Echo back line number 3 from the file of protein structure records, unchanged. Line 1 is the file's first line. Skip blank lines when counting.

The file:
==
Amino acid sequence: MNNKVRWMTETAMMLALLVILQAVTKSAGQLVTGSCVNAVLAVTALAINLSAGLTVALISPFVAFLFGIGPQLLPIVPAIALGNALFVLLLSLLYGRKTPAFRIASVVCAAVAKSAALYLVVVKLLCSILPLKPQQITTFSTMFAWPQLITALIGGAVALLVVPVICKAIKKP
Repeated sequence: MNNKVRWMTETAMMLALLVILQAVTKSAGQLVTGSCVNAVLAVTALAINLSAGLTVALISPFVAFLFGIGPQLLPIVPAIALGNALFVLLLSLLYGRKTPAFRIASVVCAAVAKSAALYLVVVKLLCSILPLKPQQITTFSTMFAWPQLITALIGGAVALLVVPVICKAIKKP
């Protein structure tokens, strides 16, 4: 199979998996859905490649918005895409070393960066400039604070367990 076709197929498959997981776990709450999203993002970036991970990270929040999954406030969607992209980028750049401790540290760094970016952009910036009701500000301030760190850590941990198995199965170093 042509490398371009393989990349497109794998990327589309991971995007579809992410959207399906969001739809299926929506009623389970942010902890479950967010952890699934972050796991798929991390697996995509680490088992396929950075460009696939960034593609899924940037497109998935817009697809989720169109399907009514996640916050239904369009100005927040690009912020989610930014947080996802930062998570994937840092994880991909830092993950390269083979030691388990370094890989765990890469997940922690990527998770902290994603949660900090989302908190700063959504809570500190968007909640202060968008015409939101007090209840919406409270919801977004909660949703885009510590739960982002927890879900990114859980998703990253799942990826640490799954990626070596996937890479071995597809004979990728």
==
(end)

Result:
């Protein structure tokens, strides 16, 4: 199979998996859905490649918005895409070393960066400039604070367990 076709197929498959997981776990709450999203993002970036991970990270929040999954406030969607992209980028750049401790540290760094970016952009910036009701500000301030760190850590941990198995199965170093 042509490398371009393989990349497109794998990327589309991971995007579809992410959207399906969001739809299926929506009623389970942010902890479950967010952890699934972050796991798929991390697996995509680490088992396929950075460009696939960034593609899924940037497109998935817009697809989720169109399907009514996640916050239904369009100005927040690009912020989610930014947080996802930062998570994937840092994880991909830092993950390269083979030691388990370094890989765990890469997940922690990527998770902290994603949660900090989302908190700063959504809570500190968007909640202060968008015409939101007090209840919406409270919801977004909660949703885009510590739960982002927890879900990114859980998703990253799942990826640490799954990626070596996937890479071995597809004979990728």